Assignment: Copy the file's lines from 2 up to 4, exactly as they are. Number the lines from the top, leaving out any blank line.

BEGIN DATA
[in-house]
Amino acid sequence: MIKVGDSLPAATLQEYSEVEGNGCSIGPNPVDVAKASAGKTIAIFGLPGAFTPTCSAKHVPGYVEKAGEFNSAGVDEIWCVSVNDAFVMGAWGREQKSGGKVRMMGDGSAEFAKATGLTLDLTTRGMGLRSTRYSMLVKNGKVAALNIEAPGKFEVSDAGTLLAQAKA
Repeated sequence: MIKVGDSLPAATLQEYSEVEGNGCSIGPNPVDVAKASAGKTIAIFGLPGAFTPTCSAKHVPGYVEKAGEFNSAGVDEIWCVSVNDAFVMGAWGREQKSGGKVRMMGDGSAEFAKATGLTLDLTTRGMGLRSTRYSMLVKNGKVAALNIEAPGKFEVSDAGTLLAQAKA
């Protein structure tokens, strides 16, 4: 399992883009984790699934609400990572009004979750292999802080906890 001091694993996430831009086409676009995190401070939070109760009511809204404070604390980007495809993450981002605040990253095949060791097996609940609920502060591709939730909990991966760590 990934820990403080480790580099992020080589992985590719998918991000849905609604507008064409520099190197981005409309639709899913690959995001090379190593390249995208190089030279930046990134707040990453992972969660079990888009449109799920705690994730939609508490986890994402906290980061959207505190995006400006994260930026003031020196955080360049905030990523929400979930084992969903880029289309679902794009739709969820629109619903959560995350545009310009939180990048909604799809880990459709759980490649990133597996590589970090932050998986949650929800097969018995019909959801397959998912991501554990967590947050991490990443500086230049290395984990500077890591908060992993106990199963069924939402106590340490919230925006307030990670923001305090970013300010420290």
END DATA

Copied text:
Amino acid sequence: MIKVGDSLPAATLQEYSEVEGNGCSIGPNPVDVAKASAGKTIAIFGLPGAFTPTCSAKHVPGYVEKAGEFNSAGVDEIWCVSVNDAFVMGAWGREQKSGGKVRMMGDGSAEFAKATGLTLDLTTRGMGLRSTRYSMLVKNGKVAALNIEAPGKFEVSDAGTLLAQAKA
Repeated sequence: MIKVGDSLPAATLQEYSEVEGNGCSIGPNPVDVAKASAGKTIAIFGLPGAFTPTCSAKHVPGYVEKAGEFNSAGVDEIWCVSVNDAFVMGAWGREQKSGGKVRMMGDGSAEFAKATGLTLDLTTRGMGLRSTRYSMLVKNGKVAALNIEAPGKFEVSDAGTLLAQAKA
């Protein structure tokens, strides 16, 4: 399992883009984790699934609400990572009004979750292999802080906890 001091694993996430831009086409676009995190401070939070109760009511809204404070604390980007495809993450981002605040990253095949060791097996609940609920502060591709939730909990991966760590 990934820990403080480790580099992020080589992985590719998918991000849905609604507008064409520099190197981005409309639709899913690959995001090379190593390249995208190089030279930046990134707040990453992972969660079990888009449109799920705690994730939609508490986890994402906290980061959207505190995006400006994260930026003031020196955080360049905030990523929400979930084992969903880029289309679902794009739709969820629109619903959560995350545009310009939180990048909604799809880990459709759980490649990133597996590589970090932050998986949650929800097969018995019909959801397959998912991501554990967590947050991490990443500086230049290395984990500077890591908060992993106990199963069924939402106590340490919230925006307030990670923001305090970013300010420290």